- Sikeston singer moves on with 'The Voice' (10/16/17)
- Past Rowdy the Redhawk mascot's identity revealed (10/15/17)
- Police chief, council: Cape Girardeau faces growing gun violence (10/17/17)4
- Politics to profits: Brothers launch new investing concept on Wall Street (10/19/17)1
- Developer asks court to OK tax district board for improvements near Hobby Lobby (10/17/17)4
- Load shift kills Jackson trucker (10/17/17)1
- The last person to be laid to rest at Old Lorimier Cemetery: Mary Russell Fox (10/17/17)2
- Cape Christian School burglarized (10/18/17)
- Food Giant in Chaffee is robbed (10/17/17)
- Owner of dinosaur relics demands new board of directors, business plan at Bollinger County Museum (10/17/17)
The new guy will understand
We have a new secretary of the treasury. Timothy K. Geithner was not able to handle his personal tax affairs. Now he is in charge of the nation's tax system.
He is not the first prominent person to blame tax problems on the complexity of the tax codes. Perhaps he will oversee sweeping changes to the tax code? Since rewriting an already complex code adds to the complexity of the system, Geithner is the perfect choice to oversee the scrapping of the system as we know it.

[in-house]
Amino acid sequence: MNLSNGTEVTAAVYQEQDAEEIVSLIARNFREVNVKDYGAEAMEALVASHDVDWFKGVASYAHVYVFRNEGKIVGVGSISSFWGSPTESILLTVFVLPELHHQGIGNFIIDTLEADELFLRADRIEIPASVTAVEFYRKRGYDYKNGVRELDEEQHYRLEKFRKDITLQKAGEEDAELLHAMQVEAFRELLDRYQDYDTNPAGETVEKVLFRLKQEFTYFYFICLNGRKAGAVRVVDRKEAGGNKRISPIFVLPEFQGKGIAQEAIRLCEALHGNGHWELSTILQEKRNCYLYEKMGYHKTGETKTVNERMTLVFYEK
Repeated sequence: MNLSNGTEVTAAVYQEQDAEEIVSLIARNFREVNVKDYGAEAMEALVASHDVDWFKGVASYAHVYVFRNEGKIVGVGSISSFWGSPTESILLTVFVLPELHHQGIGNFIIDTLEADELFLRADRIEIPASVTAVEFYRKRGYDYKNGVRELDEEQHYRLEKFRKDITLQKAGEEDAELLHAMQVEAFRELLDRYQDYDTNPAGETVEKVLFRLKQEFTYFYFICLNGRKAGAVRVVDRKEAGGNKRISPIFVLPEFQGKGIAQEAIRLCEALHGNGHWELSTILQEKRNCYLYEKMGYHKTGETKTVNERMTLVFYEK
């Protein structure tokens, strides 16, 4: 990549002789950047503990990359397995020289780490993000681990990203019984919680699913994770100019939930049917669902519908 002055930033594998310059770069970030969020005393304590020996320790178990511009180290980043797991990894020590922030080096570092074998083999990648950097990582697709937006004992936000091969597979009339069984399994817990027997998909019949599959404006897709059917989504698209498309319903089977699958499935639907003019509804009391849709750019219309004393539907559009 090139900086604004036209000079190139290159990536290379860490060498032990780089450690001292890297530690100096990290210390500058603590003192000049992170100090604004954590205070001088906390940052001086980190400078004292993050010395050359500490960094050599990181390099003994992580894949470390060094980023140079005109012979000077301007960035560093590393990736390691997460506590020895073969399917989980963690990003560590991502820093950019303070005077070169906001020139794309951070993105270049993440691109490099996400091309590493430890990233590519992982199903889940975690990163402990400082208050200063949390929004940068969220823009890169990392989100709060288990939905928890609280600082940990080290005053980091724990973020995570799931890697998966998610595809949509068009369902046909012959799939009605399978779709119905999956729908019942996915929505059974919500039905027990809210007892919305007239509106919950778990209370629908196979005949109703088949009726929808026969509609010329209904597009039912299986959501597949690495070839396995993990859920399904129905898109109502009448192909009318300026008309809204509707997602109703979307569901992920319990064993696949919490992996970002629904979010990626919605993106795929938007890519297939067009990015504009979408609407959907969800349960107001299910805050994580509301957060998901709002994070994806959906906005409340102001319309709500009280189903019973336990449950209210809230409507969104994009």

May I suggest the FairTax? This would eliminate the complexities of the present system and replace it with a national sales tax. The tax burden would be placed on those who spend the most (the ones who have the most). There would be no loopholes for tax lawyers to find. If you don't like that idea, how about the flat tax? But I am sure that the Harvard- and Yale-educated lawyers we have running our government would revise that into a masterpiece of complexity within a short time.
That is OK. I know nothing will change. More loopholes will be written in. The code will grow more complex. And we will continue to be ruled by the elite. At least it is not as if the IRS will crack down on us if we make a sloppy mistake on our taxes, right? Geithner will understand.
ROBERT TRANKLE, Chaffee, Mo.